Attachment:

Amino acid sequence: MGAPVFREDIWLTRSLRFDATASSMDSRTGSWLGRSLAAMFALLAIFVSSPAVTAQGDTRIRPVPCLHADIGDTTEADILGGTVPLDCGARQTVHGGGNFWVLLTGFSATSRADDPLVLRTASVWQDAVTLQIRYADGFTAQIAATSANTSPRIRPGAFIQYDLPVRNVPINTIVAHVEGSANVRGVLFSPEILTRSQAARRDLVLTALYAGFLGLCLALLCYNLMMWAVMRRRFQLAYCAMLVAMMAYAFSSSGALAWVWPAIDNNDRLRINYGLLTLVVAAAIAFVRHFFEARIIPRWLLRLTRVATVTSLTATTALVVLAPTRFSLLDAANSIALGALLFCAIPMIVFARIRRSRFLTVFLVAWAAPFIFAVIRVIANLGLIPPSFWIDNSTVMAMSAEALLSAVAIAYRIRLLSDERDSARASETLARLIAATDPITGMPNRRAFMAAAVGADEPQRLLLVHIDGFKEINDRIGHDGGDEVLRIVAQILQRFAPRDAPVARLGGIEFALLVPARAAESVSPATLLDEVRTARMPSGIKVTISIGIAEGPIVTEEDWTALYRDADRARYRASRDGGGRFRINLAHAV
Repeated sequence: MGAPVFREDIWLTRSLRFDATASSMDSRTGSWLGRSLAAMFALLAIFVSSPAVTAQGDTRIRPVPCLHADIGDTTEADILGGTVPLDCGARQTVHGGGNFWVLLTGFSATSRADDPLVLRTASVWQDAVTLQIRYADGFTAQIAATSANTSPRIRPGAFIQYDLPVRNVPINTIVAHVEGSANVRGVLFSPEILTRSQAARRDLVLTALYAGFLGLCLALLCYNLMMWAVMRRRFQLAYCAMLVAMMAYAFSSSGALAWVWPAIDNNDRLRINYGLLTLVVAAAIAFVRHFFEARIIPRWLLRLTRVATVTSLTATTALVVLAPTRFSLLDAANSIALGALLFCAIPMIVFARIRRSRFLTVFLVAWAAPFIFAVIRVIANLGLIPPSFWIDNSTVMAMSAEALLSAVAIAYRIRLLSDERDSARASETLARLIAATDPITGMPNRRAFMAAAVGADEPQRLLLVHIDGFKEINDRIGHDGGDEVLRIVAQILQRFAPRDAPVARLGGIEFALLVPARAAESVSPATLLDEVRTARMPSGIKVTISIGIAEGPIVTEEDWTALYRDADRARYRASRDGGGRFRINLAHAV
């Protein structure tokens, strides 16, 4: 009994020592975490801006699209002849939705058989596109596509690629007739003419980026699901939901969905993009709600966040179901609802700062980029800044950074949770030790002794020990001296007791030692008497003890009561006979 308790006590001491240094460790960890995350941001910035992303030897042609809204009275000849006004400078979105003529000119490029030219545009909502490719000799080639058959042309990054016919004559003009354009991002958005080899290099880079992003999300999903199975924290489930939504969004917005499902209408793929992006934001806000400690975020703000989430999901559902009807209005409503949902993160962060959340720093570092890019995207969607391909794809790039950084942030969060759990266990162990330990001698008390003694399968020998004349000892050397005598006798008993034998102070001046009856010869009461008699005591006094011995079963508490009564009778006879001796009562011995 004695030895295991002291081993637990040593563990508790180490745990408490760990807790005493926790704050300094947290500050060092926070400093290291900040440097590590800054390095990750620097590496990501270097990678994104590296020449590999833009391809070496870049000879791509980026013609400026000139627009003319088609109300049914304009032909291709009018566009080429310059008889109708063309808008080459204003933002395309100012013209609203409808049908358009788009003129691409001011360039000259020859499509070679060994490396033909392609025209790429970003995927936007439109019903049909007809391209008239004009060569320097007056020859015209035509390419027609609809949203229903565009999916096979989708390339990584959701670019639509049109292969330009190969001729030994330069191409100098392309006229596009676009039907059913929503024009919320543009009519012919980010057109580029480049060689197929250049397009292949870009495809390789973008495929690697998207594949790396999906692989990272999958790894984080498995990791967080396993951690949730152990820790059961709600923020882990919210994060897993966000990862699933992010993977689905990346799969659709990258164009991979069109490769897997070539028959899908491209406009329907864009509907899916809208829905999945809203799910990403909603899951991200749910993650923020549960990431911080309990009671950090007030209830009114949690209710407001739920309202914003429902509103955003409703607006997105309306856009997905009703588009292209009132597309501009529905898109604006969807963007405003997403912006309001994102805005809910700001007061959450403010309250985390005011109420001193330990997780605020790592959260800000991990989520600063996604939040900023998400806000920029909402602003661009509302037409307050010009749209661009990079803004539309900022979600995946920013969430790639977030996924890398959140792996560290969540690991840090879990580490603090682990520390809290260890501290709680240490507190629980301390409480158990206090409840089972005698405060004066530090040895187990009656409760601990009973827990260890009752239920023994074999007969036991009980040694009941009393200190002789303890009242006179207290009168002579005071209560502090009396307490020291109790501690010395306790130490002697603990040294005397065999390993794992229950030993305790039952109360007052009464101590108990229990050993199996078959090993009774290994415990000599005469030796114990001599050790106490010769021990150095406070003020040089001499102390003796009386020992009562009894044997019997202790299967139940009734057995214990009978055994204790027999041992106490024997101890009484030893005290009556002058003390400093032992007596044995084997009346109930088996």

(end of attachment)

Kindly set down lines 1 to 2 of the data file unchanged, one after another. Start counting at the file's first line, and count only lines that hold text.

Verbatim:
Amino acid sequence: MGAPVFREDIWLTRSLRFDATASSMDSRTGSWLGRSLAAMFALLAIFVSSPAVTAQGDTRIRPVPCLHADIGDTTEADILGGTVPLDCGARQTVHGGGNFWVLLTGFSATSRADDPLVLRTASVWQDAVTLQIRYADGFTAQIAATSANTSPRIRPGAFIQYDLPVRNVPINTIVAHVEGSANVRGVLFSPEILTRSQAARRDLVLTALYAGFLGLCLALLCYNLMMWAVMRRRFQLAYCAMLVAMMAYAFSSSGALAWVWPAIDNNDRLRINYGLLTLVVAAAIAFVRHFFEARIIPRWLLRLTRVATVTSLTATTALVVLAPTRFSLLDAANSIALGALLFCAIPMIVFARIRRSRFLTVFLVAWAAPFIFAVIRVIANLGLIPPSFWIDNSTVMAMSAEALLSAVAIAYRIRLLSDERDSARASETLARLIAATDPITGMPNRRAFMAAAVGADEPQRLLLVHIDGFKEINDRIGHDGGDEVLRIVAQILQRFAPRDAPVARLGGIEFALLVPARAAESVSPATLLDEVRTARMPSGIKVTISIGIAEGPIVTEEDWTALYRDADRARYRASRDGGGRFRINLAHAV
Repeated sequence: MGAPVFREDIWLTRSLRFDATASSMDSRTGSWLGRSLAAMFALLAIFVSSPAVTAQGDTRIRPVPCLHADIGDTTEADILGGTVPLDCGARQTVHGGGNFWVLLTGFSATSRADDPLVLRTASVWQDAVTLQIRYADGFTAQIAATSANTSPRIRPGAFIQYDLPVRNVPINTIVAHVEGSANVRGVLFSPEILTRSQAARRDLVLTALYAGFLGLCLALLCYNLMMWAVMRRRFQLAYCAMLVAMMAYAFSSSGALAWVWPAIDNNDRLRINYGLLTLVVAAAIAFVRHFFEARIIPRWLLRLTRVATVTSLTATTALVVLAPTRFSLLDAANSIALGALLFCAIPMIVFARIRRSRFLTVFLVAWAAPFIFAVIRVIANLGLIPPSFWIDNSTVMAMSAEALLSAVAIAYRIRLLSDERDSARASETLARLIAATDPITGMPNRRAFMAAAVGADEPQRLLLVHIDGFKEINDRIGHDGGDEVLRIVAQILQRFAPRDAPVARLGGIEFALLVPARAAESVSPATLLDEVRTARMPSGIKVTISIGIAEGPIVTEEDWTALYRDADRARYRASRDGGGRFRINLAHAV